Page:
[dih-fur-muh nt]


the act of deferring or putting off; postponement.
a temporary exemption from induction into military service.

Origin of deferment

First recorded in 1605–15; defer1 + -ment Unabridged Based on the Random House Unabridged Dictionary, © Random House, Inc. 2019

Examples from the Web for deferment

Contemporary Examples of deferment

Historical Examples of deferment

  • But deferment made the heart sick, and the brain and almost the stomach.

    The Cup of Fury

    Rupert Hughes

  • Life is neither remembrance nor anticipation, neither regret nor deferment, but present realization.

  • The forging of the weapon, and its adequate preparation for use, are not matters susceptible of deferment until the crucial hour.

    Sound Military Decision

    U.s. Naval War College

  • Theodosia argued for a deferment of the marriage, quoting Aristotle, that a man should not marry till he was thirty-six.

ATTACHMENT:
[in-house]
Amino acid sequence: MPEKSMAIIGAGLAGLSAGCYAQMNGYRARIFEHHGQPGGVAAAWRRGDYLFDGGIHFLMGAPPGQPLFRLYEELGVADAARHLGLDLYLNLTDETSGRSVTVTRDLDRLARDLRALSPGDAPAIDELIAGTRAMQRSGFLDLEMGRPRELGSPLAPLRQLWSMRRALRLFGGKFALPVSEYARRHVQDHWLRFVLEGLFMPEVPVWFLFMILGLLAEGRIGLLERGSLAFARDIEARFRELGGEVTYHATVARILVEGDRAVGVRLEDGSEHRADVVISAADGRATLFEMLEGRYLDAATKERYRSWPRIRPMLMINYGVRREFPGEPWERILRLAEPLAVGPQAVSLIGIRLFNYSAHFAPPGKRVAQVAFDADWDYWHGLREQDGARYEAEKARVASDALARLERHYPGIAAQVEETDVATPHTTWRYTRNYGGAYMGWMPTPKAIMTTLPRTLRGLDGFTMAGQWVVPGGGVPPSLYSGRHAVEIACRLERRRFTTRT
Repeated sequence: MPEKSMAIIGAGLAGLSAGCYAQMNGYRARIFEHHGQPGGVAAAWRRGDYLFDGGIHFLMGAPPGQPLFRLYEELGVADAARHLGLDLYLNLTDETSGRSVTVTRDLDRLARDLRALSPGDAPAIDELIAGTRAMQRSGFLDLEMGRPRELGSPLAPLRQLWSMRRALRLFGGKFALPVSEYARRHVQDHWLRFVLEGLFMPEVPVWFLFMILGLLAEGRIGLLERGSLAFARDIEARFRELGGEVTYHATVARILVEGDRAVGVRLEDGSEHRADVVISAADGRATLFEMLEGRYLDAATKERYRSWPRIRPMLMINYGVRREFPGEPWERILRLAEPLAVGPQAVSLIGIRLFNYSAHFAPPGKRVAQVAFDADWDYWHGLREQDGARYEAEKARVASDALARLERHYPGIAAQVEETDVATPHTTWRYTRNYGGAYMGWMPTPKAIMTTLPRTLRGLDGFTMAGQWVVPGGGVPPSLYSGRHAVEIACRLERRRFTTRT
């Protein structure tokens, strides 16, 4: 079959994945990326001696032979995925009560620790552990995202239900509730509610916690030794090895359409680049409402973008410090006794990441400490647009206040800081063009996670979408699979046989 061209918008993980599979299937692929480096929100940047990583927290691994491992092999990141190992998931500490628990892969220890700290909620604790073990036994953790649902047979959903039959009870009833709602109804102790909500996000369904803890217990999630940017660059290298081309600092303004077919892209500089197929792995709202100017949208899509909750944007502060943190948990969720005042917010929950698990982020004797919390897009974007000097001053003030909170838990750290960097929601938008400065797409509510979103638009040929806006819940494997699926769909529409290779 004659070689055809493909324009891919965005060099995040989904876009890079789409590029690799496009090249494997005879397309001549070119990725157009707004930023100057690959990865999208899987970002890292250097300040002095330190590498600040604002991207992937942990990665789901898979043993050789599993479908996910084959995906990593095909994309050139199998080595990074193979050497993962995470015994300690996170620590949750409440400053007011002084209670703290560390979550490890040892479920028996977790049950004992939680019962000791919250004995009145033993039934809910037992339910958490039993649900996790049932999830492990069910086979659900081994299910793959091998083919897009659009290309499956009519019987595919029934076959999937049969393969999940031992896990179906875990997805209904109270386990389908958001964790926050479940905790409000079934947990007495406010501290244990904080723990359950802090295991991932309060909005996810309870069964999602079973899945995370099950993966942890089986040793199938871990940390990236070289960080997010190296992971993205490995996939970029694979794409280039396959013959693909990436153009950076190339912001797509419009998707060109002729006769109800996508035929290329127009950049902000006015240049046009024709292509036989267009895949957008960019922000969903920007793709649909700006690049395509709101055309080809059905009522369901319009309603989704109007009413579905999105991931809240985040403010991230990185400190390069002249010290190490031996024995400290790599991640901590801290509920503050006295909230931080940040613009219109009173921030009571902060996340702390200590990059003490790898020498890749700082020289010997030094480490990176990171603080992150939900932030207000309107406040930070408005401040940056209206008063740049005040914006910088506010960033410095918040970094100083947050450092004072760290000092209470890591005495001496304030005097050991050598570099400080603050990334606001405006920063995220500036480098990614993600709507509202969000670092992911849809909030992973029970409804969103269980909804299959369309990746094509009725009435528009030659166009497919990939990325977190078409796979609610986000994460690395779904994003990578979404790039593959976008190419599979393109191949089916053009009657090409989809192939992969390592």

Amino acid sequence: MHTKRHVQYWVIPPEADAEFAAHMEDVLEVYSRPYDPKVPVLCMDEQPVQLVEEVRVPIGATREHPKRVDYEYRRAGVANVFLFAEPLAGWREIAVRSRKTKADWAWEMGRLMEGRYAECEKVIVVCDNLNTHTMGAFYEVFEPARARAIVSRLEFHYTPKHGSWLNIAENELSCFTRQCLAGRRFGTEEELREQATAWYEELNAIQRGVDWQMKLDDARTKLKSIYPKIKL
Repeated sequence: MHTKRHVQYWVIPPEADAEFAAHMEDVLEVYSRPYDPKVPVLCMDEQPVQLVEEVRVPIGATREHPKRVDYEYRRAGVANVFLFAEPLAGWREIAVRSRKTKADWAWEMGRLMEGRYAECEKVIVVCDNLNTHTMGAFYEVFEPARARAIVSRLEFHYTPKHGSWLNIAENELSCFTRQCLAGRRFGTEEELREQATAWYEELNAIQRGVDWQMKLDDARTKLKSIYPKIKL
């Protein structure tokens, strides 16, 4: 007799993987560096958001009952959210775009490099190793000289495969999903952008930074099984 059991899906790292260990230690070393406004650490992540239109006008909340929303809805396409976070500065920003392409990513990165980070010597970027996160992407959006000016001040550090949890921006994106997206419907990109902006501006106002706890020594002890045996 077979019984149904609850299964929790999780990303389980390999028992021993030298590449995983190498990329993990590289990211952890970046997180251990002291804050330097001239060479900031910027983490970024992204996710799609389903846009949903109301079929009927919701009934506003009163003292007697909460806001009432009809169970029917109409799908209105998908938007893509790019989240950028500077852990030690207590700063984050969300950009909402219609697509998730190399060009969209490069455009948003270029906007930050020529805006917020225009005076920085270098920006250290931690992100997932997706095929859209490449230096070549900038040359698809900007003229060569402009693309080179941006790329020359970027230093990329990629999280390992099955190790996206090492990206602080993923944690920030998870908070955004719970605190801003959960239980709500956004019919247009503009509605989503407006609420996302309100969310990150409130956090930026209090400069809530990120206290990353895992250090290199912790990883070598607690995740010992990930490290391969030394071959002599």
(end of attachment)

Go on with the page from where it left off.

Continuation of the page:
British Dictionary definitions for deferment


deferral (dɪˈfɜːrəl)


the act of deferring or putting off until another time; postponement
Collins English Dictionary - Complete & Unabridged 2012 Digital Edition © William Collins Sons & Co. Ltd. 1979, 1986 © HarperCollins Publishers 1998, 2000, 2003, 2005, 2006, 2007, 2009, 2012

Word Origin and History for deferment

1610s, from defer (v.1) + -ment. As a word for "conditional exemption from a military draft" it dates to 1918, American English.

Online Etymology Dictionary, © 2010 Douglas Harper